Dear Sisters, Brothers, and Friends:

The last year ended on a high note with the presentation and adoption of CUPE’s historic 2024 budget, and I want to recognize the courage of the members of the National Executive Board who unanimously supported this progressive plan for our organization. I had the privilege to present the highlights of our budget to CUPE staff across the country in the first weeks of the year, and it was met with gratitude to the NEB for recognizing and acting on this need for both members and staff. The staff commitment to fight with our members for better working conditions and a more just society leaves me with no doubt that the new resources will be put to good and immediate use for CUPE’s and our members’ continued benefits.

As always, there are many challenges ahead of us this year, but our organization
is not known for shying away from our responsibility to do everything possible to advance the interests of our members and our communities, no matter how difficult the task may appear. I am so proud of the work we are doing everywhere across the country to achieve good collective agreements, oppose right-wing governments, and stand up with our members and allies against injustice and bad employers.

CUPE members ended the last year with some historic achievements at the bargaining table. They continued to mobilize to demand more from employers and governments alike at a time when the effects of the crippling inflation of the last few years are still with us. Judging from the first quarter of 2024, I expect at least as much energy this year as we make our recent successes a catalyst for more to come.      


Meetings with CUPE Staff

The first weeks of the year were busy with CUPE staff meetings across the country.
I had the pleasure to attend all of them, though virtually in Saskatchewan and Quebec. In an attempt to improve my language skills and respect the region of Quebec,
I delivered most of my remarks in French. It’s always a great comfort to know that
our union can count on the commitment and passion of hundreds of dedicated staff. As always, I was impressed with the quality and depth of the reports that were presented on the work that our members and staff are doing in all regions of the country. A big thank you to all the staff for their constant leadership, guidance,
and support.

CUPE Ontario Secretary-Treasurers’ Conference

It was an honour to be home in Ontario, attending the Ontario Secretary-Treasurers’ Conference. This is a conference that I started during my time at CUPE Ontario
and I am so happy to see that Yolanda has carried on the tradition. Making space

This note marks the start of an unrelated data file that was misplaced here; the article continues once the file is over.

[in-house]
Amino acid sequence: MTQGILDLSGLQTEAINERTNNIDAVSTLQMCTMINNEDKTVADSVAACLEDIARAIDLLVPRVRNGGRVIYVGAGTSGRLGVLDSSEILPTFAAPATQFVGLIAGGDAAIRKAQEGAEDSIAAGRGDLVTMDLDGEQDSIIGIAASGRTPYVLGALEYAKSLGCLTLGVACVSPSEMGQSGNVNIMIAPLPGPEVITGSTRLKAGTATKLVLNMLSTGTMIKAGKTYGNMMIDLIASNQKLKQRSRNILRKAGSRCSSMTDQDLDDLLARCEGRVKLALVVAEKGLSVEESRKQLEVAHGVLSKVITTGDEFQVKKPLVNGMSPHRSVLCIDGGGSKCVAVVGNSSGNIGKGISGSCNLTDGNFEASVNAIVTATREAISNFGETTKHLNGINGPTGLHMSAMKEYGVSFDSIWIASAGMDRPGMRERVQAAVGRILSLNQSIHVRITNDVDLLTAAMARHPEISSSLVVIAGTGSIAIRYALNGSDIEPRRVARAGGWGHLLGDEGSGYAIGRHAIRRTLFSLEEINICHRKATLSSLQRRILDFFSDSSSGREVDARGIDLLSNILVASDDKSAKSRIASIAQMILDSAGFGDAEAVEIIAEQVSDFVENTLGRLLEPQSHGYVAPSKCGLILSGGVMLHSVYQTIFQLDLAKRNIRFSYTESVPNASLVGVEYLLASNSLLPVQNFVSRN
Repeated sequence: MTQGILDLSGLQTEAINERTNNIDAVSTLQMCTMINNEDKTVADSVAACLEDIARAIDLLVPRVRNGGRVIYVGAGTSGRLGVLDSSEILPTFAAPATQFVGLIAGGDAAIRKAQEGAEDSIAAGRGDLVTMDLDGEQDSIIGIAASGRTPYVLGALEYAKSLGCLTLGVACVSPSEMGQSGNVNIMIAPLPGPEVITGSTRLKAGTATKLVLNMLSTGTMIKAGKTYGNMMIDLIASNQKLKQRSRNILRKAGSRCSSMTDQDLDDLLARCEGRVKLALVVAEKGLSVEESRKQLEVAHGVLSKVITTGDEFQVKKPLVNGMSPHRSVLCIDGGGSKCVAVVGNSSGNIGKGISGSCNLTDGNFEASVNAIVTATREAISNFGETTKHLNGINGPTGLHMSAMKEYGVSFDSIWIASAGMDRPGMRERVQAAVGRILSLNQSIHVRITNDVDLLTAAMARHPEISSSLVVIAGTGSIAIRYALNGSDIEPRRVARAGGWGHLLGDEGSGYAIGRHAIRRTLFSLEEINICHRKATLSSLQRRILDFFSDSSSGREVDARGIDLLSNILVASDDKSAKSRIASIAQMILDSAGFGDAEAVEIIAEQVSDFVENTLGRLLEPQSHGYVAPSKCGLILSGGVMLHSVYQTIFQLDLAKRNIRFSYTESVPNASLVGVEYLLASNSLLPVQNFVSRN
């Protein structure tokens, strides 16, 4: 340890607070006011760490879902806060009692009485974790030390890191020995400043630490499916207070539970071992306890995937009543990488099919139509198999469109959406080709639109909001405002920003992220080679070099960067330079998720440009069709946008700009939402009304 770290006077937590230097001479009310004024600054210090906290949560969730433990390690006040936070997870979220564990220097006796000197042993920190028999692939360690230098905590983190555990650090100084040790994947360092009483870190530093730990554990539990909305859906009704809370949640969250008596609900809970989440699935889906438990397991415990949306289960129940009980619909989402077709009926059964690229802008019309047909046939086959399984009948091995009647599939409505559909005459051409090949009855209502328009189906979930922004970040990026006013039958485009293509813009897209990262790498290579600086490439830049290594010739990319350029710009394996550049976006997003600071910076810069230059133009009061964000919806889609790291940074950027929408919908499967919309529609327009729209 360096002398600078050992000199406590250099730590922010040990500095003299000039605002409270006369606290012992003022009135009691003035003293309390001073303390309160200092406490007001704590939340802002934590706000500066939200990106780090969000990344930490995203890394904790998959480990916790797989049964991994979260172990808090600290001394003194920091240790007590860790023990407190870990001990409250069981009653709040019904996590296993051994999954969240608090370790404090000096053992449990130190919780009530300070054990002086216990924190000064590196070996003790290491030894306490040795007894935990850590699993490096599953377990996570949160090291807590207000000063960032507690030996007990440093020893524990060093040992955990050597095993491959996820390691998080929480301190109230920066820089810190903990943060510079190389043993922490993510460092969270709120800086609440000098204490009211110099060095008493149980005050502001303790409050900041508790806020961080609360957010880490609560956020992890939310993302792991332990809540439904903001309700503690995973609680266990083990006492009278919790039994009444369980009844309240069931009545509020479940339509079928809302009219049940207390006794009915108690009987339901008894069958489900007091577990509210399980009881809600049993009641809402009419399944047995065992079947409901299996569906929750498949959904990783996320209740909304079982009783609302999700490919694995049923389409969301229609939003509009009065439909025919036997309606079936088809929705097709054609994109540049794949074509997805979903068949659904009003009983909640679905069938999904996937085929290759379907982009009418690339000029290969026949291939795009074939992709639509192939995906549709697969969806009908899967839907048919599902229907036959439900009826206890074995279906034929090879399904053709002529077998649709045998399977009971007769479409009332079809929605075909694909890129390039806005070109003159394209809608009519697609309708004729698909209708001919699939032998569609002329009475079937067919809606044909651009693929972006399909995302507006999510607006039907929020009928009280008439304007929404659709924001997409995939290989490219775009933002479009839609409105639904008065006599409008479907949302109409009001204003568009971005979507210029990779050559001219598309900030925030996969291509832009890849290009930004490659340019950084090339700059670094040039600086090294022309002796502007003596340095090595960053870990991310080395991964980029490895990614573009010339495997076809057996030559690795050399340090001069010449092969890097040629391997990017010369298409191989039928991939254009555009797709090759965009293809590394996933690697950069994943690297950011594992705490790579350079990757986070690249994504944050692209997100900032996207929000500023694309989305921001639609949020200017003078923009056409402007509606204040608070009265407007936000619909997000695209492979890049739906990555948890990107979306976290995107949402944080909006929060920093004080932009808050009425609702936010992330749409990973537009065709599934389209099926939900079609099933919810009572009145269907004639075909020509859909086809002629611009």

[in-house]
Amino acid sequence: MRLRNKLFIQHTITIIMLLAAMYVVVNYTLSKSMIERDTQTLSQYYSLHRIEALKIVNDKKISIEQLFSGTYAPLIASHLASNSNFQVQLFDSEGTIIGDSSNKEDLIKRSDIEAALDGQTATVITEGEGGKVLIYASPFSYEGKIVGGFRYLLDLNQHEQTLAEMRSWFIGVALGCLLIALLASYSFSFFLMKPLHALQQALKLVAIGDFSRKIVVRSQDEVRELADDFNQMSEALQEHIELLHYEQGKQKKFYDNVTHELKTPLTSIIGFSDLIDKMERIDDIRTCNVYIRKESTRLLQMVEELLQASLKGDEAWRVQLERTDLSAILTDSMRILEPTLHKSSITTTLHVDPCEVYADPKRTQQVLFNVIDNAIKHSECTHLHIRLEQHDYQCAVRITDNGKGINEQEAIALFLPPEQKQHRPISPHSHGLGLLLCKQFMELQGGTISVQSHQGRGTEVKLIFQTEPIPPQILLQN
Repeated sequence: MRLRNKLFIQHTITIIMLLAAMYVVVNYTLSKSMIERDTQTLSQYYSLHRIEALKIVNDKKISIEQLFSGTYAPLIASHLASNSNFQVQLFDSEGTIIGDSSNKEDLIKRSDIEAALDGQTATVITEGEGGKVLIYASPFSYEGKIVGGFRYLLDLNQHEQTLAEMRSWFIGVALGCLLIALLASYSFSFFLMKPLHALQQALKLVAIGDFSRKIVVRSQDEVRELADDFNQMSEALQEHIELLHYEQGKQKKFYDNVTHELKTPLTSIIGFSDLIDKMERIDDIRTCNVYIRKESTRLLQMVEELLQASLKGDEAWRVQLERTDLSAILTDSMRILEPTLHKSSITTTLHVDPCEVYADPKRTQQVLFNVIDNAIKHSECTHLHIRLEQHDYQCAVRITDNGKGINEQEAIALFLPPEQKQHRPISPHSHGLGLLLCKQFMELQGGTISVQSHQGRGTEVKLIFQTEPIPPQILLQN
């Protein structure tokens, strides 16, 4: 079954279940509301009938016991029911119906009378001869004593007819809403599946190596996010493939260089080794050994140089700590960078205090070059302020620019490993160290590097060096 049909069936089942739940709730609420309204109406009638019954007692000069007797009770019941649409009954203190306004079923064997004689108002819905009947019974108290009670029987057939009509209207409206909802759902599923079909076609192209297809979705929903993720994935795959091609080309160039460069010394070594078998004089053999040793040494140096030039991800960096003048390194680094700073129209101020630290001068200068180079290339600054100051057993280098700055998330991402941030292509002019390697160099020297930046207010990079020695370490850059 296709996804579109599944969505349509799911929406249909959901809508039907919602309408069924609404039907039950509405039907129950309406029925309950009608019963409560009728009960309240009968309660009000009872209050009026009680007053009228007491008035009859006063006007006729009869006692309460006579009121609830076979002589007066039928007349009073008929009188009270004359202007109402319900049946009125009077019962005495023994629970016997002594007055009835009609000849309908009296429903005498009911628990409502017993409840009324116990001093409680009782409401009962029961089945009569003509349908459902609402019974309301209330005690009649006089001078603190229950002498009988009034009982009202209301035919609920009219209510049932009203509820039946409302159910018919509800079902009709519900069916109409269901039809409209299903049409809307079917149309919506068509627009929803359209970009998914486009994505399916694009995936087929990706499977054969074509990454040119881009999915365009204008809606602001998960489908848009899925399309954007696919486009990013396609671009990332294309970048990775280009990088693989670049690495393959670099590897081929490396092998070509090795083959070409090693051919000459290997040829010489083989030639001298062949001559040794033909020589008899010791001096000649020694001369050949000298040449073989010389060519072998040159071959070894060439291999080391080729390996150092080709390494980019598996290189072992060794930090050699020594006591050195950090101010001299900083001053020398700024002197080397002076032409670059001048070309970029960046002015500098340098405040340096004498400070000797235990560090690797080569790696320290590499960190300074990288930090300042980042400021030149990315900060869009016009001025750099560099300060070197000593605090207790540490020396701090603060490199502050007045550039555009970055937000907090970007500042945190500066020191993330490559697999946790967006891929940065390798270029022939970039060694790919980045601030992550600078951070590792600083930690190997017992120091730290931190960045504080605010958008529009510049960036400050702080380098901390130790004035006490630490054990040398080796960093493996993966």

for Treasurers and Trustees to come together to better understand their roles and obligations is crucial to the success of a healthy local. Delegates tackled many issues, from Financial Officers’ Training, By-laws, National Per Capita Tax remittances, Trustee Audits, developing Budgets, how to identify fraud, and so much more. I would encourage other regions to consider offering this type of event for Treasurers and Trustees in our union.

Support Rally for the Members of the Perley and Rideau Veterans Health Centre

On February 21, I rallied in Ottawa with OCHU and our members at CUPE 870, Perley and Rideau Veterans Health Centre, to demand better for our members and for the vulnerable residents they so deeply care about. With an insufficient workforce, these great workers cannot provide the service that their residents need. It is time for the government and this employer to ensure that adequate measures are put in place to increase staffing at the Perley and Rideau Veterans Health Centre, including marked improvements in wages and working conditions that are fundamental to attracting and retaining qualified staff.

Support Rally for Locked Out Members at Videotron

On February 27, several NEB members joined Mark and me in Montreal, in front
of the Quebecor building, to participate in a rally held in support of CUPE 2815 and its 214 members currently locked out. These determined members have been locked out since October 30, 2023, by Videotron’s King of Lockouts, Pierre Karl Péladeau,
as they continue to oppose his demands for unlimited access to subcontracting.
It’s always an honour to stand up in solidarity with courageous workers and to show this terrible employer how strong 214 workers can be when Canada’s largest union stands behind them.   


NEB Retreat

On February 27 to 29, with elections looming in several provinces, and a federal one that could be extremely consequential for the labour movement, I participated